‘Watch it guys … he’ll be bigger than any of you in two to three years,’ he warned the nation’s largest practices at the AJ100 awards ceremony this month.
Richard Simmons, former chief executive of CABE and a visiting lecturer at the Bartlett School of Planning is also looking forward to seeing more of Ingels’ work here in the UK.
‘His schemes are iconic but he doesn’t just play with shapes,’ Simmons says. ‘He’s an urbanist. He wants to make great places. He cares about building decent homes in liveable neighbourhoods as much as creating intriguing forms.
He adds: ‘Scandi noir shook up TV drama; a Scandi shake-up Ingels-style will do British architecture no harm.’
Ingels’ global reputation has been built in little over a decade. It is a journey which started with a love of comic books, stints at universities in Barcelona [he won his first competition in his third year] and Copenhagen, a spell at Rem Koolhaas’ office (1998-2001), and a four-year partnership with Julian de Smedt under the PLOT banner, which culminated in the creation of the BIG brand in 2005.
The company now employs 350 staff, including 200 people in its New York office, where Bjarke (from Old Norse for ‘bear’) Ingels spends half of his time.
Clients in the States have been seduced by his photogenic designs. The New York Times recently ran the headline ‘Bjarke Ingels Is reshaping the Architecture of New York City’.
2 World Trade Center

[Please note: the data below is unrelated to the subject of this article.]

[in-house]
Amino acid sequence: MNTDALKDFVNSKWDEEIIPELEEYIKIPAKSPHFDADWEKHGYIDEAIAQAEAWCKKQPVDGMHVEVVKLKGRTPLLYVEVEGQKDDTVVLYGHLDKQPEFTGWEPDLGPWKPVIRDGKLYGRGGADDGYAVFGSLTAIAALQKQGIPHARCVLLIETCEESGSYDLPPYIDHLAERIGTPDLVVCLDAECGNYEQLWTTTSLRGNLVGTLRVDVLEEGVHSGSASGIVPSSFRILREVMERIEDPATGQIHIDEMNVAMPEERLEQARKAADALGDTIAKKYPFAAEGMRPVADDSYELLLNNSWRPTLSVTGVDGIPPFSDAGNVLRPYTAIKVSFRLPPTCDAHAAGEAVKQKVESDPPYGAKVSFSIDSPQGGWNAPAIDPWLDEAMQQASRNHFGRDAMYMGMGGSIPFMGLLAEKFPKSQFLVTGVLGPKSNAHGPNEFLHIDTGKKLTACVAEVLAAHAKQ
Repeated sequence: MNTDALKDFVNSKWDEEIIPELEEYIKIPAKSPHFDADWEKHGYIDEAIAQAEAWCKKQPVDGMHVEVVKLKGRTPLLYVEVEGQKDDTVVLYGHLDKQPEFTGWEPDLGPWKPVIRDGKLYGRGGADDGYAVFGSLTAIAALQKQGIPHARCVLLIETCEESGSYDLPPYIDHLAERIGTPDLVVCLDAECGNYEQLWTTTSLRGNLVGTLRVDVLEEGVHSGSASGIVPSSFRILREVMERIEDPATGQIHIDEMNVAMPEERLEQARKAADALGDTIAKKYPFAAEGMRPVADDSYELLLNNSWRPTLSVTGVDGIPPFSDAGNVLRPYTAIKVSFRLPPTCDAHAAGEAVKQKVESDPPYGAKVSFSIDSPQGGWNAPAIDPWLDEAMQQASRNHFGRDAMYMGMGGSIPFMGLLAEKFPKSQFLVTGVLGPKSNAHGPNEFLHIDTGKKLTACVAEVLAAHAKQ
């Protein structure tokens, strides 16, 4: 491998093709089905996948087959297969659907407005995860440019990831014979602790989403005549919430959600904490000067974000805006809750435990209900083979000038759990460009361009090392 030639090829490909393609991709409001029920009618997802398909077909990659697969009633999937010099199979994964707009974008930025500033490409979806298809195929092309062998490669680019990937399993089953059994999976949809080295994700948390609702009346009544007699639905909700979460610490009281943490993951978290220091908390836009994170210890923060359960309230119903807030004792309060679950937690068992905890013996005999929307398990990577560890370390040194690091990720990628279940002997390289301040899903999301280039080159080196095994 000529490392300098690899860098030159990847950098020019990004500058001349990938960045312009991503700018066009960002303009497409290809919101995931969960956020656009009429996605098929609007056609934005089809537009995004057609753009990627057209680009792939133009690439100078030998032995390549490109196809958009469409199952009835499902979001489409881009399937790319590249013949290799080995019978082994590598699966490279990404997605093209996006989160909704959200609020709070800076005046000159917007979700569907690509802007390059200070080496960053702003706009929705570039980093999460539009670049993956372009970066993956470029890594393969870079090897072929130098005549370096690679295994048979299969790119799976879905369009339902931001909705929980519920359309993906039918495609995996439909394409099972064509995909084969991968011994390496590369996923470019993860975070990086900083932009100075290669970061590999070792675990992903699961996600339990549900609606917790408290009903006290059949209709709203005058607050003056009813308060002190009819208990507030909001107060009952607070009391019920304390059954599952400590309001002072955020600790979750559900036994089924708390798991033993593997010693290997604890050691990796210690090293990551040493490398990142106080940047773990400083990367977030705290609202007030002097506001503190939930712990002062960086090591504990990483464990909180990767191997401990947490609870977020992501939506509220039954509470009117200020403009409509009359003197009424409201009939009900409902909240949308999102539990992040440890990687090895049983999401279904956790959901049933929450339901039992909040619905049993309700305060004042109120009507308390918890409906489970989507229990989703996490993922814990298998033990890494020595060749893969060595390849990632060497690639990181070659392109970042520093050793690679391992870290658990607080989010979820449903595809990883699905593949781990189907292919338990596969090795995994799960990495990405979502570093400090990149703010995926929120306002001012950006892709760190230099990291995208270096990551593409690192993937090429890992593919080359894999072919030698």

The list of BIG projects in the US includes the $1 billion Dryline flood resilience project to protect 10 miles of Manhattan shoreline from the likes of Hurricane Sandy, a $50 million police station in the Bronx, the $460 million Via 57 West pyramidal residential tower on the Hudson, the stack-like successor to Foster + Partners’ World Trade Center 2 skyscraper, and the new Google base in California.
With good humour and charm he has toured and talked around the world, dreamt up a raft of much-publicised, headline-grabbing concepts such as his waste-to-energy plant with rooftop ski slope, and even inspired young Belgian wannabe architect Étienne Duval to create a YouTube job application which went viral. In Venice at the Biennale people stopped to take selfies with this smiling, new-era starchitect.
Ingels confesses to having an admiration for the British high-tech movement and Richard Rogers
While other big names of world architecture such as Frank Gehry and Daniel Libeskind have touched down temporarily in the UK from time to time, Ingels sees a longer-term future here.
And, perhaps unexpectedly, he is excited by the constraints imposed by working within the dense urban environment of London. He says: ‘There is something particularly enjoyable about practising in a city with such a depth of history. In the USA – except in East coast cities like New York or Washington – you have hardly any heritage to respond to. In Copenhagen there is a more complex history to bounce up against. And the same in London. The more difficult the job, the better we are at it.’
He adds: ‘When the typical response is not an option, it becomes liberating.’
He confesses, too, to having an admiration for the British high-tech movement and in particular Richard Rogers, whom he describes as ‘one of those architects who remains committed to a very pure, almost idealistic approach to how to put buildings together and how to organise them’. The Cheesegrater, Ingels acknowledges, is ‘amazing’. ‘It has a striking profile but it is not a perfume bottle design,’ he says. ‘It works. In that way it is Louis Kahn-esque with its served and serving spaces.’